If you're anything like I used to be, getting regular exercise is a chore that you have a hard time sticking to for long. Hopefully my experience slaying that dragon will help. (Plus, you can download a free script I created to help near the end of this post.)

I'd known for years that I needed to exercise more. But most days, about all the exercise I got was walking up and down the stairs to my office.

A few years ago, I'd started getting up early and jogging a little, but as soon as the weather soured, so did my motivation.

Not too long ago, I was thinking about all the reasons why it was so hard for me to keep motivated enough to exercise regularly:

  1. It takes too much time.
  2. It's too cold or too wet outside. Or at least it is some days, so I know I won't be able to establish a consistent routine.
  3. Some parts of the year, it's impossible to run outside because of snow and ice.
  4. I don't like running in my neighborhood because I'm always having to weave around cars or crooked sidewalks, cross streets (the blocks around here are very short), etc.
  5. I don't like running in the dark because my neighborhood isn't entirely safe. (I don't know that people get attacked around here, but it's certainly not a crime-free area.)
  6. I don't want to pay for a gym membership, especially since past experience suggests that I wouldn't use it often enough.
  7. I don't want to drive to a better place to exercise anyway, because that takes more time and costs more for gas.
  8. I don't want to buy expensive exercise equipment that I might not use.
  9. Exercise is tiring/no fun.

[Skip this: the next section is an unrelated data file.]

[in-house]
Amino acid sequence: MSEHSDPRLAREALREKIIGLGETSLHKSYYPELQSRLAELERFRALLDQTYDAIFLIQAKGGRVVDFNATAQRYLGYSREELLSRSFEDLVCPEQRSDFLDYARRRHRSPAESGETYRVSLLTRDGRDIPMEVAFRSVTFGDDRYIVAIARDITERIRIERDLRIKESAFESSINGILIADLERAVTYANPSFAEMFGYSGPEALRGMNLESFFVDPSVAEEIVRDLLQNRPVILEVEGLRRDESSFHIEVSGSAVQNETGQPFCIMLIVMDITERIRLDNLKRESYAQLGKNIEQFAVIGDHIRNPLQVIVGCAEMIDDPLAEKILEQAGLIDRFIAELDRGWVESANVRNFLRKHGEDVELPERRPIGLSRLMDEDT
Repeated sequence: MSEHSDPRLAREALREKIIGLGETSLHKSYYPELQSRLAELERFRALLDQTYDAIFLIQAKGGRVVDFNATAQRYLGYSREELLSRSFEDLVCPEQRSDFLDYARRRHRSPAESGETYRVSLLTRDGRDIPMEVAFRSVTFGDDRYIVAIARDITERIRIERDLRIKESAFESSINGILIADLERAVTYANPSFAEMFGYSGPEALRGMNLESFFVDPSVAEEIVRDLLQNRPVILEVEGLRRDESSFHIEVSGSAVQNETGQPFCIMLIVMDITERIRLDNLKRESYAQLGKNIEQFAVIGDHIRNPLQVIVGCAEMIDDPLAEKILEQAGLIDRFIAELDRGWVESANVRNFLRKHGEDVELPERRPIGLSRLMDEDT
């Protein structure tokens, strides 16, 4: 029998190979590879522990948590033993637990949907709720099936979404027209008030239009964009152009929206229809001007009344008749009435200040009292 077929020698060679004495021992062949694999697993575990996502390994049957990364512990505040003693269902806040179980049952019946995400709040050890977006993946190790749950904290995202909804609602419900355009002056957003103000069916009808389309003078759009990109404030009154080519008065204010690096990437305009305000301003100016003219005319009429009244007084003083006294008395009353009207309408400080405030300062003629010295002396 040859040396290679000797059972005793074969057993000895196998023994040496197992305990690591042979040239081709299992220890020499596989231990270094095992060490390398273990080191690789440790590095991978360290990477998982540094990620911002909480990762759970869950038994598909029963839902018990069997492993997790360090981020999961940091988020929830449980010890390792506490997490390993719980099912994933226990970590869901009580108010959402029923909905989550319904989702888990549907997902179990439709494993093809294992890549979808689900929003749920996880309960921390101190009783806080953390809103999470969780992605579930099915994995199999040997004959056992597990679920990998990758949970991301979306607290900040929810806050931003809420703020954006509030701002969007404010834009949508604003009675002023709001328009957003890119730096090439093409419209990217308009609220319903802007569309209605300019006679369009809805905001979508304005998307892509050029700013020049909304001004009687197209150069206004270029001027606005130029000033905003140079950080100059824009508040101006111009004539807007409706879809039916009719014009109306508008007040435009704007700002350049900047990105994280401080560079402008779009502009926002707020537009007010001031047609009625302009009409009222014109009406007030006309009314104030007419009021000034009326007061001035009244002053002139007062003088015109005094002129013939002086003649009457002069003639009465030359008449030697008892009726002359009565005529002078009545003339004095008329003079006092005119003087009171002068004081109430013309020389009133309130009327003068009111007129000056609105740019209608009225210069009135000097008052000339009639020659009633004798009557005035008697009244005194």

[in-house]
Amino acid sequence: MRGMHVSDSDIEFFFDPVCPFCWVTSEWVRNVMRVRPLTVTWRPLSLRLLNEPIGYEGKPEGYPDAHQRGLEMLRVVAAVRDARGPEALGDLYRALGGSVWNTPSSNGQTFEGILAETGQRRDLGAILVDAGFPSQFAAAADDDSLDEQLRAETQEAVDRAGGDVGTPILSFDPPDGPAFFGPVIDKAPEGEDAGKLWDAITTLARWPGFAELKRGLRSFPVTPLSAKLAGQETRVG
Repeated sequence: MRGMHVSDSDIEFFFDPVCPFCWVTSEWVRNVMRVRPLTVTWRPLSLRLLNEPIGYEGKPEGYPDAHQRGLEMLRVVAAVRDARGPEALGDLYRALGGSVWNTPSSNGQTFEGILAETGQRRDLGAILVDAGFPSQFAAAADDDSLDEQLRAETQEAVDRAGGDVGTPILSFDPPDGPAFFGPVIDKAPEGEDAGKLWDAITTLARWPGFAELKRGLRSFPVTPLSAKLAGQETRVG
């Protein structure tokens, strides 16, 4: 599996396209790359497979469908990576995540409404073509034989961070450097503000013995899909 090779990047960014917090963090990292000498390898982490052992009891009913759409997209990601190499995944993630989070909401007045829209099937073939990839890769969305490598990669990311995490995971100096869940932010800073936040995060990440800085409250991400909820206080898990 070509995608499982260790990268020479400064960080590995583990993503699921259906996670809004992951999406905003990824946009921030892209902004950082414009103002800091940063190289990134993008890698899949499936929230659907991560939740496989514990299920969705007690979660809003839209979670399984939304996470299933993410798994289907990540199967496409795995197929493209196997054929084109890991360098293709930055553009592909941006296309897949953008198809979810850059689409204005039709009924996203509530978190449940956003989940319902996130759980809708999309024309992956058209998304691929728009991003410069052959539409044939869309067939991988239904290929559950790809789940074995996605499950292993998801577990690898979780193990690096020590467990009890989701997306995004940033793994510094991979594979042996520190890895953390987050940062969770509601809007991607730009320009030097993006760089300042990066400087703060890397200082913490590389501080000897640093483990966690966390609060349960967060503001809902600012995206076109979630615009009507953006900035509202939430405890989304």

So I spent a little time thinking about how to solve those problems without moving somewhere that's right next door to a free, fun, indoor workout location (I should be so lucky!) And I finally came up with a solution that I've stuck to.

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It takes too much time

I ran across an article that said that 20 minutes of intervals (eg. alternating between 1 minute of high-intensity exercise and 1 minute of low-intensity) will give you the benefit of 30 minutes of moderate-intensity exercise.

It's too cold/wet/icy/dark outside

I exercise in my basement.

Running in my neighborhood is too inconvenient/unsafe

Once again, I exercise in my basement.

I don't want to pay for an expensive gym membership or exercise equipment

All it takes is a computer and a decent pair of shoes.

Exercise is no fun

Well, I still wouldn't call what I do fun. But I've discovered that doing intervals helps in several ways:

  1. Keeping a count of how many segments I've completed helps keep me going.
  2. The shorter workout offered by intervals brings the end of the entire workout quite a bit closer.
  3. At any point in the workout, I know I'm within 1 minute of reaching a goal (completing a high-intensity segment) and getting a break (switching to low-intensity).
  4. The way I do the workout means that I'm always even closer to the end of something. Let me explain...

The workout that I settled on is, as I mentioned before, intervals. What I do is run back and forth across my basement (and walk back and forth during low-intensity minutes -- I imagine I'll speed that up a bit as I get into better shape).

So I'm always just a few steps away from turning around. That may seem like a small thing, but I really do think it helps keep my mind off of how long and tiring the entire workout is.

When I first started, I would touch the floor each time I turned around, but I quickly discovered that my lower back wasn't up to the extra strain (I've had back problems since I was a kid). So I switched to a sort of a hop-turn (to minimize any torque on my knees). My last step in each direction is followed by a hop-turn, so my foot comes down pointing the other way, and the other foot comes down behind me to complete the stop and push off to start in the other direction.

To time my workouts, I created a javascript interval timer (click to download -- unzip it and you can run it right off your computer). I just crank up the volume on the computer in my office so that I can hear the sounds telling me when to switch between high and low intensity and when I'm done.

I've kept at it for several weeks now. And it's not difficult to motivate myself to do it, so I expect I won't have any trouble sticking with it for the long haul.